By Jonathan Clements.
Deborah Shamoon’s Passionate Friendship: The Aesthetics of Girls’ Culture in Japan traces the development of a niche in entertainment that is barely a century old, and yet forms a crucial sector within modern media. She investigates a whole series of tropes and traditions, that themselves form the bedrock of today’s Japanese comics for female readers of all ages.
In hard-nosed financial terms, Shamoon observes that it only became economically profitable for families to send a girl to school in the late 19th century. It’s this, in particular in the wake of the standardised national curriculum introduced in the 1899 Girls’ High School Law, which created the true shojo – a term that means “girl”, but might be better parsed as an evolving term for a teenager, a threshold between childhood and adulthood that nobody had really thought about before. It’s this that creates the first glimmerings of Japan’s shojo subculture – a world of entertainments, obsessions and media designed to reflect and shape this new world of teens. Continue Reading
By Andrew Osmond.
Anime Limited is releasing Satoshi Kon’s classic Perfect Blue in a new “Ultimate” edition, with fresh revelations about the film’s genesis. Spoiler warning: this article assumes familiarity with the film; for an introduction to Perfect Blue, see here. Continue Reading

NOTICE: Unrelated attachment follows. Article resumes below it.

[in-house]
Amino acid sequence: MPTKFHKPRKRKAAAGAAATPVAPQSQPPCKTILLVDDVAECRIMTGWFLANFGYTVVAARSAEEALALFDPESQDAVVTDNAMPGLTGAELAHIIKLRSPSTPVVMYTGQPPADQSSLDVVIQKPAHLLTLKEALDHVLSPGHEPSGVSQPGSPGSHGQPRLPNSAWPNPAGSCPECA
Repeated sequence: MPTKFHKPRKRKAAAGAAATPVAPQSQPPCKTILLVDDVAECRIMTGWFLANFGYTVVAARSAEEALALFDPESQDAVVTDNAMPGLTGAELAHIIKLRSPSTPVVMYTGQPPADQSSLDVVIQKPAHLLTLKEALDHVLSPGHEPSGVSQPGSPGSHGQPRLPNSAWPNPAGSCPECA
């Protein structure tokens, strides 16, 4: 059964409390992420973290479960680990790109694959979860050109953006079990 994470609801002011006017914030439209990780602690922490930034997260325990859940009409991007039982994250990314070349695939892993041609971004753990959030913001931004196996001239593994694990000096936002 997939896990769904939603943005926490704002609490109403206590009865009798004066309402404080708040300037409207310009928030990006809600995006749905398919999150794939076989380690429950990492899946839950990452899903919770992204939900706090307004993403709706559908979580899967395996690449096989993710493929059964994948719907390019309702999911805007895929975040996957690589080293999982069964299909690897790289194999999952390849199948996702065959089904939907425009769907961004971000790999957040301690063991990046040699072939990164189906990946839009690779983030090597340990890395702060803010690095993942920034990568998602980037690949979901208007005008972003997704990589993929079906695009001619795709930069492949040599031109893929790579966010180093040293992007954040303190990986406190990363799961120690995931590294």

by Jeremy Clarke.
You watch a short, scary video on the VCR. Then your phone starts to ring... you have a week to show the video to someone else – or die! That’s the premise of Ring (1998), the horror film which took first Japan, then the world, by storm. It’s also the key title of the J-Horror cycle of the late 1990s and early 2000s, being even more widely seen than the likes of Pulse/Kairo. Appropriately enough for a film about a videotape which transmits like a virus, the film spawned a number of sequels and tie-ins at home prior to foreign language remakes in first South Korea as Ring/The Ring Virus/Hangul (1999) then Hollywood as The Ring (2002).
The 1998 movie was based on Koji Suzuki’s novel Ring (1991), the first part of a trilogy with Spiral/Rasen (1995) and Loop (1998). Suzuki went on to write other books based on the series: Birthday (1999), S (2012) and Tide (2013). Ring had already been filmed in Japan as the TV movie Ring: Kanzenban/Ring: The Complete Edition (1995) but it was the first cinema film three years later that turned the franchise into an international phenomenon. Continue Reading
By Andrew Osmond.
Satoshi Kon’s Perfect Blue, which Anime Limited is releasing in a new “Ultimate” edition, is a slasher film, a psycho-thriller, and a riddle which may have no answer. In my book Satoshi Kon: The Illusionist, I wrote, “No matter which Kon film, you start with” – which for many fans would be Perfect Blue, Kon’s director debut in 1997 – “each takes you in and around what feels like the director’s private funhouse, a warped maze that look different depending on which entrance you choose.”